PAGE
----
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Mapping the effects of power sector trends on Africa’s industrial growth, with specific focus on weighing the benefits and challenges of waste-to-energy, alternative fuel options, new coal builds, energy storage and smart energy solutions are powerful discussion points at this year’s POWER-GEN & DistribuTECH Africa conference.

Let’s unpack some of the trending topics, starting with Africa’s prime power development hotspot.

Nigeria offers a wealth of power sector business opportunities, with industrialists actively seeking generation and distribution solutions to power their business growth. The country has further revealed numerous opportunities for power sector businesses, particularly those operating in the renewable energy, solar energy, power storage, technical and training and specialist financial consulting arenas.

This article first appeared in ESI Africa Edition 3, 2018. You can read the full digital magazine online or subscribe to receive a print copy.

With a population officially in the region of 186 million, serious power challenges and massive industrial growth potential, Nigeria is actively seeking viable power solutions to drive economic growth and is therefore considered a hotspot for power industry development.

Many Nigerians and companies operating in the country are looking to alternative power solutions due to unstable grid power. Some areas have grid power for only 9 – 16 hours a day. This could cause serious problems for industries like smelters or manufacturers requiring options to overcome downtime. Many are looking to renewable energy and hybrid solutions to assure power supply and support their growth.

In Nigeria, where components of the power ecosystem have been privatised, generation companies and distribution companies face certain operational challenges, including fixed power tariffs. However, these challenges present opportunities for suppliers and service providers who can support lower cost, more efficient operations, advanced new technologies and enhanced technical skills.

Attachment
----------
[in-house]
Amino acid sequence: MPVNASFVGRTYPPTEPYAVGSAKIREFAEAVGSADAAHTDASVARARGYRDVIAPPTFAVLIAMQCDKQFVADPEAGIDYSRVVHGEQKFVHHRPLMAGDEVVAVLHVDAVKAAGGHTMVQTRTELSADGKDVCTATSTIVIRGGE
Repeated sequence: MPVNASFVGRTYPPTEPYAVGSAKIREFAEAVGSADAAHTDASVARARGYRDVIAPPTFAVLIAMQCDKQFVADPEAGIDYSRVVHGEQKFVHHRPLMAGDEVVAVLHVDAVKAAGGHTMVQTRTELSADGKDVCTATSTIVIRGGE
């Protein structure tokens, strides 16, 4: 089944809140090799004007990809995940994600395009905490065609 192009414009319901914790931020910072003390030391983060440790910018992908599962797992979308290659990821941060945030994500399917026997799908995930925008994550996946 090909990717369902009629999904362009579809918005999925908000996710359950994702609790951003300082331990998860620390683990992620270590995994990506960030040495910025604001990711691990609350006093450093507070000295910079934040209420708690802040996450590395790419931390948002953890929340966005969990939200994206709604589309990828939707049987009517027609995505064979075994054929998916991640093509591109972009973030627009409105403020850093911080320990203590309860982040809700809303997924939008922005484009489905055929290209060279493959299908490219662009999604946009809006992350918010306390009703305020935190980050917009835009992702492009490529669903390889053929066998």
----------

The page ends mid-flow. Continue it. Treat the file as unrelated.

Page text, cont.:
The POWER-GEN & DistribuTECH Africa conference investigates this investment landscape with a focus on overcoming the risks while maximising the opportunities presented in this unique landscape.

Biomass: untapped potential in Africa

As a renewable, carbon neutral and potentially cost-effective power source, biomass is being harnessed effectively around the world, with Research and Markets’ Biomass to Power report stating that by late 2016, there were approximately 3,600 active biomass power plants throughout the world, with an electricity generation capacity of approximately 51GW.

Biomass presents significant opportunities for African countries; however few new projects are actually being developed. One major challenge appears to be a lack of understanding of the pros and cons of the different biomass technologies available. There is also a lack of capex – no credit lines allowing for these projects to be realised.

Another key reason for fewer biomass projects is an unsecured supply chain. It is crucial for any such investment to In less developed countries where the feedstock might be supplied by family farmers, collecting and bundling this supply could prove challenging.

Overcoming the challenges would present Africa with a compelling new addition to the energy mix. Biomass is a decentralised renewable energy source, which has great stabilising potential for the grid, as well as the ability to reduce carbon emissions.

POWER-GEN & DistribuTECH offers dialogue around how to optimise the potential for biomass, ensuring bankable projects that ensure reasonable return for investors.